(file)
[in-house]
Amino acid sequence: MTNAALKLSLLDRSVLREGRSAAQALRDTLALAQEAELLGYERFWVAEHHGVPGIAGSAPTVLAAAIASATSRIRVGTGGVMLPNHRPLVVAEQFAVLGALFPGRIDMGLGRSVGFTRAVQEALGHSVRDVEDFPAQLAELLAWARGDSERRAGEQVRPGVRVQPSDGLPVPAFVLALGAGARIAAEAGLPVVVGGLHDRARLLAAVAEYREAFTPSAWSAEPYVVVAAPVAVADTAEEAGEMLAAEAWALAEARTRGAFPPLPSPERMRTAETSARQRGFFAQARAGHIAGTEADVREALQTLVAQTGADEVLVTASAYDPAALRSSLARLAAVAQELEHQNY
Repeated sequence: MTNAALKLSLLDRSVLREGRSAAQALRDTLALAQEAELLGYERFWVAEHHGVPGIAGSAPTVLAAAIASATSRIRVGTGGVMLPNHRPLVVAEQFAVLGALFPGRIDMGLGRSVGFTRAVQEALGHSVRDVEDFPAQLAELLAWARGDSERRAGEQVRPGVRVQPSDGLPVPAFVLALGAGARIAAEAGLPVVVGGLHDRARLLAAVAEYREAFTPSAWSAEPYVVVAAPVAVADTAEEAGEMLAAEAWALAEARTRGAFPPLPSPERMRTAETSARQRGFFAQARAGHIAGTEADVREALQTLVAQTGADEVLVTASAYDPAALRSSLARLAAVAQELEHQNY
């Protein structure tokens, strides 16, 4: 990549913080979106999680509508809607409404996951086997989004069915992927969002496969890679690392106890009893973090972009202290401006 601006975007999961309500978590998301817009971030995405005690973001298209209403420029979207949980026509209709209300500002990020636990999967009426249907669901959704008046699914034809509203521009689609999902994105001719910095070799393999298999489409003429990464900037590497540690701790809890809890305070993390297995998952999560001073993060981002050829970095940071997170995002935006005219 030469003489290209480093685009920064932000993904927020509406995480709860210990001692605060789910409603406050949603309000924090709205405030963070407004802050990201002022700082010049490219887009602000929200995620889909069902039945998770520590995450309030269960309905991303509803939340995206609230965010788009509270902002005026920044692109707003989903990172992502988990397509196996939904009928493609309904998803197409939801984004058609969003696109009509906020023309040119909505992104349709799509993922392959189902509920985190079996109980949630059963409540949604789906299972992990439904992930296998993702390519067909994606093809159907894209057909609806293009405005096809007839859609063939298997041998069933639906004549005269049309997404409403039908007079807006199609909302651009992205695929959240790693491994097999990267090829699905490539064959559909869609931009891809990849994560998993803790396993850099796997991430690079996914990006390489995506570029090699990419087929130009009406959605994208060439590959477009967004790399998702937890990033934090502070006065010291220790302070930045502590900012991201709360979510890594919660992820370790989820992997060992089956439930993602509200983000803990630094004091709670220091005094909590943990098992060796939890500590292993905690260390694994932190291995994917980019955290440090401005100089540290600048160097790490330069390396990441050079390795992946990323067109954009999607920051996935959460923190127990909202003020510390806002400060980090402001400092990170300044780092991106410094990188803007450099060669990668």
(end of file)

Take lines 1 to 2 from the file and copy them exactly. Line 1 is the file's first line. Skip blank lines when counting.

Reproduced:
[in-house]
Amino acid sequence: MTNAALKLSLLDRSVLREGRSAAQALRDTLALAQEAELLGYERFWVAEHHGVPGIAGSAPTVLAAAIASATSRIRVGTGGVMLPNHRPLVVAEQFAVLGALFPGRIDMGLGRSVGFTRAVQEALGHSVRDVEDFPAQLAELLAWARGDSERRAGEQVRPGVRVQPSDGLPVPAFVLALGAGARIAAEAGLPVVVGGLHDRARLLAAVAEYREAFTPSAWSAEPYVVVAAPVAVADTAEEAGEMLAAEAWALAEARTRGAFPPLPSPERMRTAETSARQRGFFAQARAGHIAGTEADVREALQTLVAQTGADEVLVTASAYDPAALRSSLARLAAVAQELEHQNY